The relationship between white matter microstructure and general cognitive ability in patients with schizophrenia and healthy participants in the ENIGMA consortium

Laurena Holleran, Sinead Kelly, Clara Alloza, Ingrid Agartz, Ole A. Andreassen, Celso Arango, Nerisa Banaj, Vince Calhoun, Dara Cannon, Vaughan Carr, Aiden Corvin, David C. Glahn, Ruben Gur, Elliot Hong, Cyril Hoschl, Fleur M. Howells, Anthony James, Joost Janssen, Peter Kochunov, Stephen M. LawrieJingyu Liu, Covadonga Martinez, Colm McDonald, Derek Morris, David Mothersill, Christos Pantelis, Fabrizio Piras, Steven Potkin, Paul E. Rasser, David Roalf, Laura Rowland, Theodore Satterthwaite, Ulrich Schall, Gianfranco Spalletta, Filip Spaniel, Dan J. Stein, Anne Uhlmann, Aristotle Voineskos, Andrew Zalesky, Theo G.M. van Erp, Jessica A. Turner, Ian J. Deary, Paul M. Thompson, Neda Jahanshad, Gary Donohoe

Research output: Contribution to journalArticlepeer-review

13 Scopus citations


Objective: Schizophrenia has recently been associated with widespread white matter microstructural abnormalities, but the functional effects of these abnormalities remain unclear. Widespread heterogeneity of results from studies published to date preclude any definitive characterization of the relationship between white matter and cognitive performance in schizophrenia. Given the relevance of deficits in cognitive function to predicting social and functional outcomes in schizophrenia, the authors carried out a meta-analysis of available data through the ENIGMA Consortium, using a common analysis pipeline, to elucidate the relationship between white matter microstructure and a measure of general cognitive performance, IQ, in patients with schizophrenia and healthy participants. Methods: The meta-analysis included 760 patients with schizophrenia and 957 healthy participants from 11 participating ENIGMA Consortium sites. For each site, principal component analysis was used to calculate both a global fractional anisotropy component (gFA) and a fractional anisotropy component for six long association tracts (LA-gFA) previously associated with cognition. Results: Meta-analyses of regression results indicated that gFA accounted for a significant amount of variation in cognition in the full sample (effect size [Hedges’ g]=0.27, CI=0.17–0.36), with similar effects sizes observed for both the patient (effect size=0.20, CI=0.05–0.35) and healthy participant groups (effect size=0.32, CI=0.18–0.45). Comparable patterns of association were also observed between LA-gFA and cognition for the full sample (effect size=0.28, CI=0.18–0.37), the patient group (effect size=0.23, CI=0.09–0.38), and the healthy participant group (effect size=0.31, CI=0.18–0.44). Conclusions: This study provides robust evidence that cognitive ability is associated with global structural connectivity, with higher fractional anisotropy associated with higher IQ. This association was independent of diagnosis; while schizophrenia patients tended to have lower fractional anisotropy and lower IQ than healthy participants, the comparable size of effect in each group suggested a more general, rather than disease-specific, pattern of association.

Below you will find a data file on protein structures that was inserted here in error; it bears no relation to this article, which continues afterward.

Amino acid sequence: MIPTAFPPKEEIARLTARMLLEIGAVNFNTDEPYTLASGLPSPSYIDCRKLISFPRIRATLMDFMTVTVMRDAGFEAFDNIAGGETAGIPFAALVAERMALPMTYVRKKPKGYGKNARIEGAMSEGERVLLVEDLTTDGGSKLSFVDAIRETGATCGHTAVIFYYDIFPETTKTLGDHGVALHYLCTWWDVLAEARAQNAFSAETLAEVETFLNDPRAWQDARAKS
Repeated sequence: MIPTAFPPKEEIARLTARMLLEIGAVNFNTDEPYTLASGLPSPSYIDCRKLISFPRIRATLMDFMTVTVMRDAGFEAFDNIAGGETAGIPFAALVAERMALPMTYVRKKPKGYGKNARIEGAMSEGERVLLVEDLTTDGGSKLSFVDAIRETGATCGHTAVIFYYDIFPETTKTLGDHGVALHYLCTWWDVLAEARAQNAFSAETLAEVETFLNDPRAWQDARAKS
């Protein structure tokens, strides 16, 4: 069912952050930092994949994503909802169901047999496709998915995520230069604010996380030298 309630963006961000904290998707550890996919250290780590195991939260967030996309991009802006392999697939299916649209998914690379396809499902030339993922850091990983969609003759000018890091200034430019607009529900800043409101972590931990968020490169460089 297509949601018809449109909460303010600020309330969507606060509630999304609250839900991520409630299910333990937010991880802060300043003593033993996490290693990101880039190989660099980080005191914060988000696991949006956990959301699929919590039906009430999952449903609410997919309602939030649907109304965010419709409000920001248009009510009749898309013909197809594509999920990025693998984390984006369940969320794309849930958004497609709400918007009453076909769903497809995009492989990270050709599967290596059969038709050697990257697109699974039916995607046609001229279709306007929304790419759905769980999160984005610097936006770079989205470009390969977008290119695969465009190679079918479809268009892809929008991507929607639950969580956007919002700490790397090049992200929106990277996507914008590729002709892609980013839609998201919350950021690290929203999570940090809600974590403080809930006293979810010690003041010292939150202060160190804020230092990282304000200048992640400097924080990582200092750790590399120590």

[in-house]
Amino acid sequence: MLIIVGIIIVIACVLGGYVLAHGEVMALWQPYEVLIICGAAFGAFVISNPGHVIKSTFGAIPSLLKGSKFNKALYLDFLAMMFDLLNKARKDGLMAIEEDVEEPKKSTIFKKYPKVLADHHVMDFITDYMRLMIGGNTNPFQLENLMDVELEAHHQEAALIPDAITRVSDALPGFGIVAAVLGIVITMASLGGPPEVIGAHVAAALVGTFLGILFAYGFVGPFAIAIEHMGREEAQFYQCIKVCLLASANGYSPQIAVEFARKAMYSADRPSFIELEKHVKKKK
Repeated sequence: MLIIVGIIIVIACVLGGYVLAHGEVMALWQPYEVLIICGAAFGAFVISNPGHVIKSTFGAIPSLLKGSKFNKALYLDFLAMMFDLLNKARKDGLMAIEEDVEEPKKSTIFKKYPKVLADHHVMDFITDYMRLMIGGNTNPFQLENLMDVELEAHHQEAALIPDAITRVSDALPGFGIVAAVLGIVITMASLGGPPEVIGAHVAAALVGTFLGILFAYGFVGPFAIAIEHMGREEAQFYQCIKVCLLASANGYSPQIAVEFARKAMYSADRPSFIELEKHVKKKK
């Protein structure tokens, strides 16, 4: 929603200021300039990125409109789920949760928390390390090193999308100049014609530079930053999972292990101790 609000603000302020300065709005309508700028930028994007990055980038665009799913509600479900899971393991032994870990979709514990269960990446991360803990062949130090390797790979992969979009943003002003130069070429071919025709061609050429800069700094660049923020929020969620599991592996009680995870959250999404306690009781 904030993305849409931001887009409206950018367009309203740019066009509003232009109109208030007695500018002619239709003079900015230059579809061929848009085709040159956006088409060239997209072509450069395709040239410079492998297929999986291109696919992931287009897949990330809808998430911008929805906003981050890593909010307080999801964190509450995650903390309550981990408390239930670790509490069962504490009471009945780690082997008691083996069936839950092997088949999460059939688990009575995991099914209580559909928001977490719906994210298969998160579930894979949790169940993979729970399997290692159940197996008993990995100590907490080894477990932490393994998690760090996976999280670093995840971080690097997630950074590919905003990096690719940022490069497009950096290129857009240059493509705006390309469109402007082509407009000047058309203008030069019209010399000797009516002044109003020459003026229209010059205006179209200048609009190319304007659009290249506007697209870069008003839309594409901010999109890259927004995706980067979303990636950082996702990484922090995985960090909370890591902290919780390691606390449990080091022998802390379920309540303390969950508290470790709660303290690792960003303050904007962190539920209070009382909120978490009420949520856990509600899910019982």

Original languageEnglish (US)
Pages (from-to)537-547
Number of pages11
JournalAmerican Journal of Psychiatry
Issue number6
StatePublished - Jun 2020
Externally publishedYes

ASJC Scopus subject areas

  • Psychiatry and Mental health


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